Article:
A full 43 percent of U.S. adults suffer adverse health effects from stress, according to an American Psychological Association (APA) study.
Not only does stress and anxiety interfere with your immune system, making you vulnerable to illnesses like the flu, it impairs your body’s ability to respond to its anti-inflammatory signals, putting you at an increased risk of allergies, autoimmune diseases and heart disease.
In other words, chronic stress is known to actually intensify inflammation, according to the APA, which makes you more vulnerable to inflammatory and neurodegenerative diseases like multiple sclerosis.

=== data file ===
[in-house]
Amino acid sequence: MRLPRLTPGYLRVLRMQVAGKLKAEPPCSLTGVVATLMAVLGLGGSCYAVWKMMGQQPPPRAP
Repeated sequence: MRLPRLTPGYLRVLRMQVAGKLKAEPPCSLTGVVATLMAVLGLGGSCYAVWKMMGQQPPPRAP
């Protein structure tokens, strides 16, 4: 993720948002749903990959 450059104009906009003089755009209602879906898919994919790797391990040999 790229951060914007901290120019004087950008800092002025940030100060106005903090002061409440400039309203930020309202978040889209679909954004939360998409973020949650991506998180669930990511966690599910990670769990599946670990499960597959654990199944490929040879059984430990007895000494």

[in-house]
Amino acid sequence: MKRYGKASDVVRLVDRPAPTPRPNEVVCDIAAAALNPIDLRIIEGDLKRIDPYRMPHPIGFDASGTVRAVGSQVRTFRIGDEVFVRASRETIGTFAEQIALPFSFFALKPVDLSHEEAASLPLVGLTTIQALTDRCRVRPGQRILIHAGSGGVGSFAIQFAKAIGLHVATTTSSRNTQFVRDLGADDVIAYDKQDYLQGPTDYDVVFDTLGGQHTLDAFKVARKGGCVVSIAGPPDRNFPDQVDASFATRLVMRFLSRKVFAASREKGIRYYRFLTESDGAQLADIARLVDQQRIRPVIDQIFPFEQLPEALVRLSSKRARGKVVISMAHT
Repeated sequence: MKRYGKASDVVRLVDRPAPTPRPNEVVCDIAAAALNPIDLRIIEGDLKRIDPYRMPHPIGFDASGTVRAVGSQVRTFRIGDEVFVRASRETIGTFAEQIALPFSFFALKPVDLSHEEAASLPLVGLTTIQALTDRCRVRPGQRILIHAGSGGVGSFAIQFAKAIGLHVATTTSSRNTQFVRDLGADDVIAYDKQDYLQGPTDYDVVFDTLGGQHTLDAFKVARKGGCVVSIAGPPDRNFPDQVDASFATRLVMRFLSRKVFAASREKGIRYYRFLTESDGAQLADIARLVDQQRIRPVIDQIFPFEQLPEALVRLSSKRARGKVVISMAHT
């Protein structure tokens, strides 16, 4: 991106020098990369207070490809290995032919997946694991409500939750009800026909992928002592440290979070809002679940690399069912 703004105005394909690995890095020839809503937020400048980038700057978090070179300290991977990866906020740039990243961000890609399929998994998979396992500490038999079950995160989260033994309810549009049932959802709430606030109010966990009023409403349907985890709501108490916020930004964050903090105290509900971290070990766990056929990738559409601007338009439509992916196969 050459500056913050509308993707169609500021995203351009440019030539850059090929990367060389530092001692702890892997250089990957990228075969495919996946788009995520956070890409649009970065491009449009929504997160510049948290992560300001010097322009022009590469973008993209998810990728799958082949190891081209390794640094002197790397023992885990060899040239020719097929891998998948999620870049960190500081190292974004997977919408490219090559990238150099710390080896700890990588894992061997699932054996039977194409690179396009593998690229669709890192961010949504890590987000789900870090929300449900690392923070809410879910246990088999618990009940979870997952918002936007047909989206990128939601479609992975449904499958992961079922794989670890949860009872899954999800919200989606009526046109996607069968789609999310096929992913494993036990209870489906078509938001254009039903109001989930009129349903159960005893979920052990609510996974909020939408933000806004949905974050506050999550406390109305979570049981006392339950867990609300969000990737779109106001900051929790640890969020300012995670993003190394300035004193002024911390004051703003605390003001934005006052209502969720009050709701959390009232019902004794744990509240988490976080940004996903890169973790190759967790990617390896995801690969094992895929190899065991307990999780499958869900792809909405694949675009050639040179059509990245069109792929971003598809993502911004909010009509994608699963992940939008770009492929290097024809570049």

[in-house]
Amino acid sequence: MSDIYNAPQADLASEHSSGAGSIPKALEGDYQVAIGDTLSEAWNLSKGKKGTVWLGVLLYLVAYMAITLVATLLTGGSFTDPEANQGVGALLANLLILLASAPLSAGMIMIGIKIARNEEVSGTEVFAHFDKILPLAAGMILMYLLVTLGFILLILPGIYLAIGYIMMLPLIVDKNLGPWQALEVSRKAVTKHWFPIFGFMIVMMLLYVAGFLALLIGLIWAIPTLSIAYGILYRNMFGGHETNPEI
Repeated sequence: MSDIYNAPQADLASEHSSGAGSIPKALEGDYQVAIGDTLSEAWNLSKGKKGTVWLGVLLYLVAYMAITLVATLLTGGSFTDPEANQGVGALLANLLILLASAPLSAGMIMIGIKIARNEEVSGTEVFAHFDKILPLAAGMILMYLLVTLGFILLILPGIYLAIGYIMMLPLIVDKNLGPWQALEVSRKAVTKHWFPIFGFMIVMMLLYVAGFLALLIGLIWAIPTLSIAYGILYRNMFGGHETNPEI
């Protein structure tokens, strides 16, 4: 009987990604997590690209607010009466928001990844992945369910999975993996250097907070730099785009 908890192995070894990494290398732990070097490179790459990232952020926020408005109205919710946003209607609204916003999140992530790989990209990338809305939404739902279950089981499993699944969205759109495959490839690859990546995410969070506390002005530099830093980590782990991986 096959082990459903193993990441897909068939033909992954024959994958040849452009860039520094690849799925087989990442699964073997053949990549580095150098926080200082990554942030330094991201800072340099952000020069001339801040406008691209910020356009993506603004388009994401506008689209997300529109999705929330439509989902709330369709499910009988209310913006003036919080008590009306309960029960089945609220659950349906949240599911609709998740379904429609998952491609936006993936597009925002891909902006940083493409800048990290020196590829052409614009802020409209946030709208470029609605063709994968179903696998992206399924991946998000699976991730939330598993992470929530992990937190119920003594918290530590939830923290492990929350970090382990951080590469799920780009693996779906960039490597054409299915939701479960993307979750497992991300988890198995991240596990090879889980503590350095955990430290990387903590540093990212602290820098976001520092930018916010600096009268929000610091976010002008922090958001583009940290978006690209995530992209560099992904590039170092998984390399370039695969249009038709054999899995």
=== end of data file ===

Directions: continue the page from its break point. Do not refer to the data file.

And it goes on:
Stress can also trigger or worsen diabetes, if you already have it. When your body is stressed it releases stress hormones that automatically secrete extra sugar into your bloodstream (which is, of course, not a good thing for someone who is already struggling with diabetes).